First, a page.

Styling & Accessories
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The Style Icon Humphrey Bogart
Borsalino hat pulled down to his forehead, hands in his trench coat, cigarette in his mouth: No other image summarises »Humphrey Bogart« so perfectly. During the golden era of Hollywood, Humphrey »Bogie« Bogart turned into the biggest male star of classical Hollywood cinema. He is one of the most significant style icons, influencing men’s fashion with his understatement in a fundamental way. In this sisterMAG overview, author Barbara Eichhammer shows you how he turned into the male fashion icon.
The Style Icon Humphrey Bogart
Borsalino hat pulled down to his forehead, hands in his trench coat, cigarette in his mouth: No other image summarises »Humphrey Bogart« so perfectly. As a hard-boiled loner he hunted criminals in the urban jungle, spoke one of the most legendary sentences in film history, and represented a vulnerable post-war masculinity. During the golden era of Hollywood, Humphrey »Bogie« Bogart turned into the biggest male star of classical Hollywood cinema. He is one of the most significant style icons, influencing men’s fashion with his understatement in a fundamental way. In our overview, we show you how he turned into the male fashion icon.
The detective & Film Noir
Born in New York City in 1899, a young Humphrey Bogart moved from the East Coast to Hollywood. His fashion style was defined on screen by his understated looks, which suggested a quiet authority. Bogart became well-known with his starring role as a film noir detective. While his earlier films mostly showed him as dubious gangster, his role as private detective Sam Spade in The Maltese Falcon (1941) made him into a Hollywood star. In a trench coat and fedora hat, Bogart embodied the epitome of the hard-boiled private detective, who came to influence the look of film characters such as Columbo and Inspector Clouseau. In American popular culture, the character of the ambiguous film noir detective can be read as a modern, urban version of the cowboy: A loner and violent outlaw amidst the urban jungle of crime; a sleuth who blurs the boundaries between good and evil while he tries to interpret a morally ambiguous cityscape. Typical film noir aesthetics like low-key lighting, tilted camera perspectives, and stark light-dark contrasts underline the mysterious aura of the anti-hero even more. In The Maltese Falcon, Bogart’s look thus became his international trademark.
The Borsalino & Casablanca
His outfit also appeared one year later in his biggest box-office hit, Casablanca (1942). For the first time, Bogart starred in a romantic movie. Together with Ingrid Bergman, he turned into an international star practically overnight. Casablanca became a cult movie. »Here’s looking at you, kid« – with these famous words, Bogart said goodbye to Ilsa (Ingrid Bergman) in the legendary airport scene. Casablanca won the Oscar in 1943 for »Best Movie« and Bogart received his first Oscar nomination. Most memorable was his iconic movie outfit: Loner Rick Blaine is presented on screen with a classic Burberry trench coat, a fedora hat by the Italian brand Borsalino, and a white smoking jacket. His clothes draped so mysteriously on his rather small figure (he was only 1,67m tall), especially in the foggy final scene of the film, that this look became the standard costume for brooding characters in later films (https://www.youtube.com/watch?v=cZLBsWd3X5c). His style also significantly reflected an American masculinity typical of the wartime and post-war years. His antiheroes represented an unstable masculinity that was permanently in crisis; Bogart’s characters were lonely, cynical, and morally ambiguous. They showed the disillusionment of post-war veterans, who felt displaced, alienated, and lost after their return from the war. His shadowed face, hat pulled down to his forehead, and rain-soaked trench coat emerged as symbols of a forlorn post-war society.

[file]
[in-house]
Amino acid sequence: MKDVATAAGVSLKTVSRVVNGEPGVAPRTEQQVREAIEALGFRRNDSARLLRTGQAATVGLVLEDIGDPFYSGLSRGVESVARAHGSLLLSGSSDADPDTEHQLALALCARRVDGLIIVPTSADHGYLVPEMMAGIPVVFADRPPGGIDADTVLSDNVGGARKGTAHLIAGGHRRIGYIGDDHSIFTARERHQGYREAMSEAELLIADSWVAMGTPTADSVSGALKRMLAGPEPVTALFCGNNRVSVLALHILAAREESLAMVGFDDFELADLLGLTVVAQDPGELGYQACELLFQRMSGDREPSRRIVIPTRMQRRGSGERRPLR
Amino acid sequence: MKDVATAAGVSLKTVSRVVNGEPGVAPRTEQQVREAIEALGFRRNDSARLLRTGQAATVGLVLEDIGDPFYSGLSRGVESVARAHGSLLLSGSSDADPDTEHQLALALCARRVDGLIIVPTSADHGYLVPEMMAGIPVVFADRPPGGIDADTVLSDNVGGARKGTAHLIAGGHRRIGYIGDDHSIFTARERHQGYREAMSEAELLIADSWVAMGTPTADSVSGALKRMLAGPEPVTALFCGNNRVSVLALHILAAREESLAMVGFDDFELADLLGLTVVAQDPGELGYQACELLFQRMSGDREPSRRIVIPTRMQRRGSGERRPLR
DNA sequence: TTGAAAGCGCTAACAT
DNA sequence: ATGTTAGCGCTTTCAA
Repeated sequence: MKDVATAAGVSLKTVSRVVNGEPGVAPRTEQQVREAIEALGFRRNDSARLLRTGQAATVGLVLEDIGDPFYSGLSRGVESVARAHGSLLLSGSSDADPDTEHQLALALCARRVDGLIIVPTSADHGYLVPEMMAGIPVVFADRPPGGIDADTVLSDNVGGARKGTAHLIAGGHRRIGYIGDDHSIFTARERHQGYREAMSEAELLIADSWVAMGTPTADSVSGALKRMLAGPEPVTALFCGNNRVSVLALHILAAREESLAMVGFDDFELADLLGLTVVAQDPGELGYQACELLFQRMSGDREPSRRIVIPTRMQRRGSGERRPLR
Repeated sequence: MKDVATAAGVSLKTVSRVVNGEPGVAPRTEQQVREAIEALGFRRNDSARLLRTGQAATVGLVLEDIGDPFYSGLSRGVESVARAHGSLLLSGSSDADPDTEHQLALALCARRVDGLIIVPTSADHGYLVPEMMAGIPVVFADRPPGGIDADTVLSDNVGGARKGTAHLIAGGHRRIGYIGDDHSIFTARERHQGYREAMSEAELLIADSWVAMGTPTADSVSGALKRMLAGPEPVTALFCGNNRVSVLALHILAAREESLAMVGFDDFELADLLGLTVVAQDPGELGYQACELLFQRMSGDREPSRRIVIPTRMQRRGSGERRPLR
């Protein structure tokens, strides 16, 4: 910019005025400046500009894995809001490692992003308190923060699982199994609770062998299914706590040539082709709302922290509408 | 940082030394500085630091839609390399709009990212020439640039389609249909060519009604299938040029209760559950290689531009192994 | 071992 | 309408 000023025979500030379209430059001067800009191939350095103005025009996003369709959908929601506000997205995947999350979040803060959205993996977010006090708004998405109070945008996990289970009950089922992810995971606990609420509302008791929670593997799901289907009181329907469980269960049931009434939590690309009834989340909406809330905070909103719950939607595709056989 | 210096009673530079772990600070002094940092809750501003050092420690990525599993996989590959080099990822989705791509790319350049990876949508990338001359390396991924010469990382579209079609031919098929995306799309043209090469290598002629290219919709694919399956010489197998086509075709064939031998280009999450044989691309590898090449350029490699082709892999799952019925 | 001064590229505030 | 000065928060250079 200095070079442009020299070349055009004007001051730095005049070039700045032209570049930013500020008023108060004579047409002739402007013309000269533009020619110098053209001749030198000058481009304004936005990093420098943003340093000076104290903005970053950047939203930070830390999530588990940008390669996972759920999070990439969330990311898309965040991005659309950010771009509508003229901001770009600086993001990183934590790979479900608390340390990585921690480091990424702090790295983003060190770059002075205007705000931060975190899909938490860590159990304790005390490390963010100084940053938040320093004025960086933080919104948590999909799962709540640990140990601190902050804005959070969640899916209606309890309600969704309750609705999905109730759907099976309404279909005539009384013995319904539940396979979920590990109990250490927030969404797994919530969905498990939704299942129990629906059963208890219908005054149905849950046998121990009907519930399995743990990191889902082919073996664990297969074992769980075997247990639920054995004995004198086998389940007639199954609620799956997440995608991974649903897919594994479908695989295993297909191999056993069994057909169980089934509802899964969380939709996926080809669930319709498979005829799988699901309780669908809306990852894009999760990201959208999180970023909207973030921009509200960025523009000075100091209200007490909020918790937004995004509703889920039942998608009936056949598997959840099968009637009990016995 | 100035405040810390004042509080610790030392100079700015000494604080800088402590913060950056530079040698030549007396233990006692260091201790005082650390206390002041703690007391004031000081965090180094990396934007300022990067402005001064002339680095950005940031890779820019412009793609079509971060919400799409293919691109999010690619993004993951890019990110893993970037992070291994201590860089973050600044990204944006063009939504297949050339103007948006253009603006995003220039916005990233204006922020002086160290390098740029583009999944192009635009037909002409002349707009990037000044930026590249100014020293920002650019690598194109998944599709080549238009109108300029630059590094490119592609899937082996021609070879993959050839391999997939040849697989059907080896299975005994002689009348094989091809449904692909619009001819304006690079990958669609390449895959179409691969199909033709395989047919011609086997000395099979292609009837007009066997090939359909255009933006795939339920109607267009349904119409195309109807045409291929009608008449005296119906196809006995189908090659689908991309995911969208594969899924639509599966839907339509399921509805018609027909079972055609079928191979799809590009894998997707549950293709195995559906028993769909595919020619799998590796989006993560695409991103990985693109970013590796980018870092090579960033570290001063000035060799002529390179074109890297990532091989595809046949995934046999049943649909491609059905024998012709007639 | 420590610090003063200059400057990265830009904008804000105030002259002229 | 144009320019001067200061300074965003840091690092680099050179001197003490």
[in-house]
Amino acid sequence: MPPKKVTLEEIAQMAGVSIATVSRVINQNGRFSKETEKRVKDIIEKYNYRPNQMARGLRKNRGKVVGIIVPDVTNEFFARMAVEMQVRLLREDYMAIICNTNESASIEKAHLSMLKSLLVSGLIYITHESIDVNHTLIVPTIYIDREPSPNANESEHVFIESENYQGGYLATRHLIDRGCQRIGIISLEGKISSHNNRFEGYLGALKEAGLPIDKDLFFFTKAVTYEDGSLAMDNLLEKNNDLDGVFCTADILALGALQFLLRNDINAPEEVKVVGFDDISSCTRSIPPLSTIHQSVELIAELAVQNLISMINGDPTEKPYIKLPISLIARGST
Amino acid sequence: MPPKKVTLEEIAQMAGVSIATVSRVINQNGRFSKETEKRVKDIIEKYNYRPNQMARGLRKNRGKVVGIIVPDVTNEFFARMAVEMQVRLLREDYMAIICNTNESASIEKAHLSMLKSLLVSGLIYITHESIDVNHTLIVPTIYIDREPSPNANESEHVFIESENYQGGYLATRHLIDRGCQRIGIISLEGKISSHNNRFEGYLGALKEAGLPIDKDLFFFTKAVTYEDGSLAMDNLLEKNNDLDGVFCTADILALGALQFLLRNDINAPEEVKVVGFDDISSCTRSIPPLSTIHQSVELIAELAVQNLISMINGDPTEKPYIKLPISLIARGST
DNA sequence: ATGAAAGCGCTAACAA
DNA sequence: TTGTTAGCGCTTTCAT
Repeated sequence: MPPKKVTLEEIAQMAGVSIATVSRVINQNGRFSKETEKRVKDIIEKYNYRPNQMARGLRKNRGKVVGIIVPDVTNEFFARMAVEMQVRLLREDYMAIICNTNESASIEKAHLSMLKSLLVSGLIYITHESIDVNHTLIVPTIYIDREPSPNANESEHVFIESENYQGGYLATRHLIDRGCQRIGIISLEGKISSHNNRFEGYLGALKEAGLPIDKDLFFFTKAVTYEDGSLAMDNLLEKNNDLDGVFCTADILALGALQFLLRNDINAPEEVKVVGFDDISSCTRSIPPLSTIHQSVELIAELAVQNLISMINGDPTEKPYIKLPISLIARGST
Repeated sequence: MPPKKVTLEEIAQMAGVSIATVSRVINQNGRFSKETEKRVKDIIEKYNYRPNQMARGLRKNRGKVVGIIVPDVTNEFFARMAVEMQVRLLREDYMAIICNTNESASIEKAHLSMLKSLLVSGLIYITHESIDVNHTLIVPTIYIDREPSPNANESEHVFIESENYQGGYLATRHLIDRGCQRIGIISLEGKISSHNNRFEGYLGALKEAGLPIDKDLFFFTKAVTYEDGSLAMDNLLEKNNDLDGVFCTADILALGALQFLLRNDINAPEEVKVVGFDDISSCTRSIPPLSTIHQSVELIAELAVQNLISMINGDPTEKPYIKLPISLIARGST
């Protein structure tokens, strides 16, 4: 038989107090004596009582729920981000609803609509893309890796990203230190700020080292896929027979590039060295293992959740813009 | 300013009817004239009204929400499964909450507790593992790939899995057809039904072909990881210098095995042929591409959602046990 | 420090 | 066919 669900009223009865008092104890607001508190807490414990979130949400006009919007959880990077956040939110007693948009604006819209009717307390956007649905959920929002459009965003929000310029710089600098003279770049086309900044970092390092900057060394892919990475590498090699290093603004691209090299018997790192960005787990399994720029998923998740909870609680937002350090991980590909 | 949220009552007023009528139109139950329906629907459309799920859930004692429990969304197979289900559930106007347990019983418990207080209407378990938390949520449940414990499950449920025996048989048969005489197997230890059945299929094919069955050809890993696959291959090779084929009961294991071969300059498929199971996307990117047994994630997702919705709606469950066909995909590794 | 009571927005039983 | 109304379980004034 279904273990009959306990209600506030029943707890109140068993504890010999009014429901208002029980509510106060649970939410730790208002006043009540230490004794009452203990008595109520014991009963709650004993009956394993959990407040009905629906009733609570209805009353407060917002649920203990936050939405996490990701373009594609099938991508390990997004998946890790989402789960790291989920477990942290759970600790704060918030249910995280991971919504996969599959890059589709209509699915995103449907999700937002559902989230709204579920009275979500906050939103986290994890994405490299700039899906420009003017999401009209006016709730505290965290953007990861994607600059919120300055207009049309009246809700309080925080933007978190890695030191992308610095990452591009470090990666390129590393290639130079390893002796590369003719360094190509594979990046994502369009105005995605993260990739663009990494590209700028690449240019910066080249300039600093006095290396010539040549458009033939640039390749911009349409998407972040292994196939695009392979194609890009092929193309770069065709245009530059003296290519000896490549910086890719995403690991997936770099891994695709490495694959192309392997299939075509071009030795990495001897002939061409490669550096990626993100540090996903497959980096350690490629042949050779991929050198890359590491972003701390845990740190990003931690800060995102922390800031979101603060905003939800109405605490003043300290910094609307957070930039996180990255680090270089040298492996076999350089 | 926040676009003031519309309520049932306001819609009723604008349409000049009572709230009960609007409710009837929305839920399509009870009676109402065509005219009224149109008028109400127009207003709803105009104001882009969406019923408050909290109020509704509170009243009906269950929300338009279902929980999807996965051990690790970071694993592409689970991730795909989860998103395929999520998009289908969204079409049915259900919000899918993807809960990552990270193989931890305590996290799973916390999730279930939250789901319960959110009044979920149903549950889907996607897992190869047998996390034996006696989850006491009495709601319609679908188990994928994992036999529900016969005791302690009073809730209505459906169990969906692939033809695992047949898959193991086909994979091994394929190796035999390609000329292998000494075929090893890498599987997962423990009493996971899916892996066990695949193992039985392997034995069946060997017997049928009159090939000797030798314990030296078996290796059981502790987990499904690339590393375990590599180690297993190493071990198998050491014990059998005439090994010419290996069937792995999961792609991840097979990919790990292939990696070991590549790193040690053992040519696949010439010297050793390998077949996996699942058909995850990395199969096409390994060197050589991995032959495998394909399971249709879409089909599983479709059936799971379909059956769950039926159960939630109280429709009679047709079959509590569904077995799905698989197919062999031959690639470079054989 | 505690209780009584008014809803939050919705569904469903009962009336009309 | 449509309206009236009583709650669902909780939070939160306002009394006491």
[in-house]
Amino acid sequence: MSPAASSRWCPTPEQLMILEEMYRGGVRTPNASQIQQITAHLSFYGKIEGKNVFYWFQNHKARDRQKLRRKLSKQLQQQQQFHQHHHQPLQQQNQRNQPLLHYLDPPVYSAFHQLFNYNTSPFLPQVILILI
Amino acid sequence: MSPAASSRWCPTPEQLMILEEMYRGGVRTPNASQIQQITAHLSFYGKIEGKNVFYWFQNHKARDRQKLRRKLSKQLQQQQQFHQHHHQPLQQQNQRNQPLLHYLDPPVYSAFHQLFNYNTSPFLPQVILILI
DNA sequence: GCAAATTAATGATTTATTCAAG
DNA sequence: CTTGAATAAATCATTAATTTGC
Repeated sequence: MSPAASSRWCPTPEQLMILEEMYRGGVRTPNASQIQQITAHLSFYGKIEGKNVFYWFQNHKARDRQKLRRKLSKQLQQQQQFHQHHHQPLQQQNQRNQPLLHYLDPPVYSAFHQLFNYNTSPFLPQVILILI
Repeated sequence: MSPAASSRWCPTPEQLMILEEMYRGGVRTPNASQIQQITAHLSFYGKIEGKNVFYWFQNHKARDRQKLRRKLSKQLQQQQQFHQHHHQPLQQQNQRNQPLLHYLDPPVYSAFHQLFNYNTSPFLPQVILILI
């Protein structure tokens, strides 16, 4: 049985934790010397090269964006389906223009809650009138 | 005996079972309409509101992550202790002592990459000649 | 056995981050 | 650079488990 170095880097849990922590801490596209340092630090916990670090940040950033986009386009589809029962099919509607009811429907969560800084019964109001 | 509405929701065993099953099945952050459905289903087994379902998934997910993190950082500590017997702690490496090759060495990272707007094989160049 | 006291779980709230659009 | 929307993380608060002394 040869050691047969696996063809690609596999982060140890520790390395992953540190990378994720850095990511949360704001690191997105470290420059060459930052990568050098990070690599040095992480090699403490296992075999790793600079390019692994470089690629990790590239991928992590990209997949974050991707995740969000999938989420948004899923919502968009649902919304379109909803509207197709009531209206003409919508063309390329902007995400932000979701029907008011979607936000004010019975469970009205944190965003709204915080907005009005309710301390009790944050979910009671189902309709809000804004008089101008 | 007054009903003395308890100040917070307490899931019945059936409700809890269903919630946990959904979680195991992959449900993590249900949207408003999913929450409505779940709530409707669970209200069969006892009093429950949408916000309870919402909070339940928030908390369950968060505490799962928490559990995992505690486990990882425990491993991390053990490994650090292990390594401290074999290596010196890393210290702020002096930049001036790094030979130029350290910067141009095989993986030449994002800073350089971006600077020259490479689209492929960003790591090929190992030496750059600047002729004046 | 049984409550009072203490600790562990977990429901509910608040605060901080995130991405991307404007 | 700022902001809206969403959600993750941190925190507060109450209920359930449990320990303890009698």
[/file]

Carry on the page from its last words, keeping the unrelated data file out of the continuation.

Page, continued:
The star image
With his typical Borsalino hat, Humphrey Bogart developed into an unforgettable style icon after Casablanca. His casual, uncomplicated look was deliberately promoted by his film studio; Warner Bros. Studios carefully curated each official portrait of Humphrey Bogart, choosing ones that reflected the brooding, suave appearance of his film characters. For the audience, Humphrey Bogart became synonymous with his film noir roles. This also shows the complexity of the star image: In his pioneering study Stars (1979), film scholar Richard Dyer defined stars from a semiotic perspective as a differentiated sign system. As public artistic figure, the star is constantly produced by its surrounding discourses. The image is not only formed by film roles, but all paratexts and subsidiary media such as radio, magazines, TV or even paparazzi pictures. In this regard, Bogart’s private life and wedding with co-star Lauren Bacall contributed to his status as a style icon. In 1944, he fell in love with his fellow co-star while shooting the movie To Have and Have Not. Bacall was 25 years his junior and a fashion icon in her own right. Together, they were considered Hollywood royalty: In Howard Hawks’ movie The Big Sleep (1946), the newly-weds appeared on screen together again. Bogart played the pessimistic private detective Philipp Marlowe, complete with fedora and trench coat, thereby cementing his signature look. Humphrey Bogart’s legacy can be observed many years after his death: In 1999, the American Film Institute named him the greatest male film star of all time.